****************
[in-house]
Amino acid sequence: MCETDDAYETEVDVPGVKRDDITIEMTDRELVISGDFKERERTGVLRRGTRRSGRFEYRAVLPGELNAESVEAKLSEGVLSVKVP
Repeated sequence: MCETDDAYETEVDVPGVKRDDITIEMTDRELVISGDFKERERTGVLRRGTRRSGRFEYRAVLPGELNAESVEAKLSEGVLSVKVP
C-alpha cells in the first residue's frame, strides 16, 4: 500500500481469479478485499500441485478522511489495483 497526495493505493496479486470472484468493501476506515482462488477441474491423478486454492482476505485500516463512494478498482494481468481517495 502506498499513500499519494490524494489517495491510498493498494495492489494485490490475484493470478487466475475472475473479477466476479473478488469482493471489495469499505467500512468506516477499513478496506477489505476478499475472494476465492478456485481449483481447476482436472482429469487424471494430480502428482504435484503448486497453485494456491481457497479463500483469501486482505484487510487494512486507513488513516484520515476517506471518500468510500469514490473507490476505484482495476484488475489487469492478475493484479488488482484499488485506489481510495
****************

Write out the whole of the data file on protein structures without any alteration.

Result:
[in-house]
Amino acid sequence: MCETDDAYETEVDVPGVKRDDITIEMTDRELVISGDFKERERTGVLRRGTRRSGRFEYRAVLPGELNAESVEAKLSEGVLSVKVP
Repeated sequence: MCETDDAYETEVDVPGVKRDDITIEMTDRELVISGDFKERERTGVLRRGTRRSGRFEYRAVLPGELNAESVEAKLSEGVLSVKVP
C-alpha cells in the first residue's frame, strides 16, 4: 500500500481469479478485499500441485478522511489495483 497526495493505493496479486470472484468493501476506515482462488477441474491423478486454492482476505485500516463512494478498482494481468481517495 502506498499513500499519494490524494489517495491510498493498494495492489494485490490475484493470478487466475475472475473479477466476479473478488469482493471489495469499505467500512468506516477499513478496506477489505476478499475472494476465492478456485481449483481447476482436472482429469487424471494430480502428482504435484503448486497453485494456491481457497479463500483469501486482505484487510487494512486507513488513516484520515476517506471518500468510500469514490473507490476505484482495476484488475489487469492478475493484479488488482484499488485506489481510495